Transportation Planning Driven By Survey Results
The Long Range Transportation survey conducted by the McLean County Regional Planning Commission (MCRPC) late last year is providing direction for the organization's Long Range Transportation Plan (LRTP). The eventual blueprint will help guide transportation planning in the county for the next two decades.
The survey helps Transportation Planner Jennifer Sicks and others at the MCRPC develop an every five-year LRTP that projects 20 years into the future. During Sound Ideas, Sicks said respondents shared their opinion on bikes and bus transportation, investing in technology, and whether the transportation network should be expanded or the current system maintained better, among other issues. It also asked for an opinion about road conditions, which can be a subjective exercise.
"Yes, there are some locations were the roads are in fairly lousy shape," said Sicks. "There are potholes. It depends on a lot of factors. The of City Bloomington has documented this very carefully. The real constraint is money. Jim Karch, the Public Works Director, a couple of years ago did a presentation to the city council about the enormous gap between the projects they would like to do or need to do to get the road system up to the standards the council wants and how much it would cost to do that. It's a big gap."
While people complained about the road network's condition, they were also strongly opinionated about maintaining the current network before expanding it.
"I think some of this flows from the fact that in the Bloomington Comprehensive Plan that we did a couple of years ago, one of the sort of big changes was looking at a much narrower land use area for future development, simply because there's an enormous amount of land available already, without going out all over the place," said Sicks. "And Normal, we think, is is going to head in a similar direction as we finish the Normal (comprehensive) plan later this year."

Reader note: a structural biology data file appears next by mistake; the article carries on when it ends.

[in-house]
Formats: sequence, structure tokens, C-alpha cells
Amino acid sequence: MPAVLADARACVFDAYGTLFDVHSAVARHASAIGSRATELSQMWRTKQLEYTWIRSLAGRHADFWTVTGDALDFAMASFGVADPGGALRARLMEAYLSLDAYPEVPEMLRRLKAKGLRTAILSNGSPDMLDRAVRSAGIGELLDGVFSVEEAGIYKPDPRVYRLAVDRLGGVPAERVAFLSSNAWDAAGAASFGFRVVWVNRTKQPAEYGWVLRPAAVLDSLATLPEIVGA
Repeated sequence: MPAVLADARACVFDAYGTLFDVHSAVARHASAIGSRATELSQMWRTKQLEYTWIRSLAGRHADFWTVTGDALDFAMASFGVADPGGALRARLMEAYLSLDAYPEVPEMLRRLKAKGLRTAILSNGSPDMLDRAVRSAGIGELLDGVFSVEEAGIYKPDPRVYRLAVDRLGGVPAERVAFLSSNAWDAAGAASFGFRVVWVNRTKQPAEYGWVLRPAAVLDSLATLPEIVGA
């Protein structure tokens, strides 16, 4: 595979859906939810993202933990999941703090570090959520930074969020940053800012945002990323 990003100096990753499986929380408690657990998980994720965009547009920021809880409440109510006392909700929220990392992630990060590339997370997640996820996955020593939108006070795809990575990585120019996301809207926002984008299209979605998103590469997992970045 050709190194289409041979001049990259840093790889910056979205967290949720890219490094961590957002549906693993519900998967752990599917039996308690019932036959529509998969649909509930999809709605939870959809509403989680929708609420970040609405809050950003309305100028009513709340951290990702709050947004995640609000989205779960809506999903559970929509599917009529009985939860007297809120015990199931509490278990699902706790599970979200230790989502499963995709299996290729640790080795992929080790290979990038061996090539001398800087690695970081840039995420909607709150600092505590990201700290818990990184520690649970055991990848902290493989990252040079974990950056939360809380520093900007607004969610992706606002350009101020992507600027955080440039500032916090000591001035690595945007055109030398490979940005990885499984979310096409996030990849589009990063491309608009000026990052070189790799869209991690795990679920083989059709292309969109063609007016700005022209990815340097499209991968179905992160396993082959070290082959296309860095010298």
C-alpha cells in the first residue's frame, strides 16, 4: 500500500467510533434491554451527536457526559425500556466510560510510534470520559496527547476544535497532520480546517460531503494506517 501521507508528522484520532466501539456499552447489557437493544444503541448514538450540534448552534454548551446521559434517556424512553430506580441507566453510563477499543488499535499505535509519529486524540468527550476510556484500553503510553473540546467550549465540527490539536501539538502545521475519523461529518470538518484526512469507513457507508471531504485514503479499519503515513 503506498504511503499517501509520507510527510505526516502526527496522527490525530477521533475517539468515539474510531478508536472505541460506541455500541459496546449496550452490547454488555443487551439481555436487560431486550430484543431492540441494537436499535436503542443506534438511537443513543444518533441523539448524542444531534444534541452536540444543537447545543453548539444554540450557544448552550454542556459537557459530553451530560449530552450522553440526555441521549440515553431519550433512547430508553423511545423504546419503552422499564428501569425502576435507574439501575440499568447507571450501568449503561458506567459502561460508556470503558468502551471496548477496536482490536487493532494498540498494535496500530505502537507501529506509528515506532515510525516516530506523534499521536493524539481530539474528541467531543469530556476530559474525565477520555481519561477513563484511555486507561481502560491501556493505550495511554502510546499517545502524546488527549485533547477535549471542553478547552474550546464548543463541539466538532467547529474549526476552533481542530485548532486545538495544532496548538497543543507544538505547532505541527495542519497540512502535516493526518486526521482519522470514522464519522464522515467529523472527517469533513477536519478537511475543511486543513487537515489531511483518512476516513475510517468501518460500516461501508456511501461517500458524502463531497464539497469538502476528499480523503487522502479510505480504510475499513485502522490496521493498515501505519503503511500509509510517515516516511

Of the the 1,008 respondents to the survey more than 85 percent agreed that it is easy to get around the community in a car. Sicks says that number has been pretty steady survey to survey, but says data shows a slight increase in people occasionally shifting to another mode, like biking or using the bus. At the same time 75 percent agreed that its difficult to navigate to central Illinois without a car. Thirty-eight percent felt walking to destinations is not a safe mode. Sicks interpreted the response about walking as people feeling unsafe walking near fast moving traffic and/or as a personal security issue.
Sicks said the data from the survey will be combined with information gathered from other sources to develop the LRTP. Sources include other transportation and comprehensive plan surveys, conversations with area municipal engineers and public works directors, and partners, such as Connect Transit.
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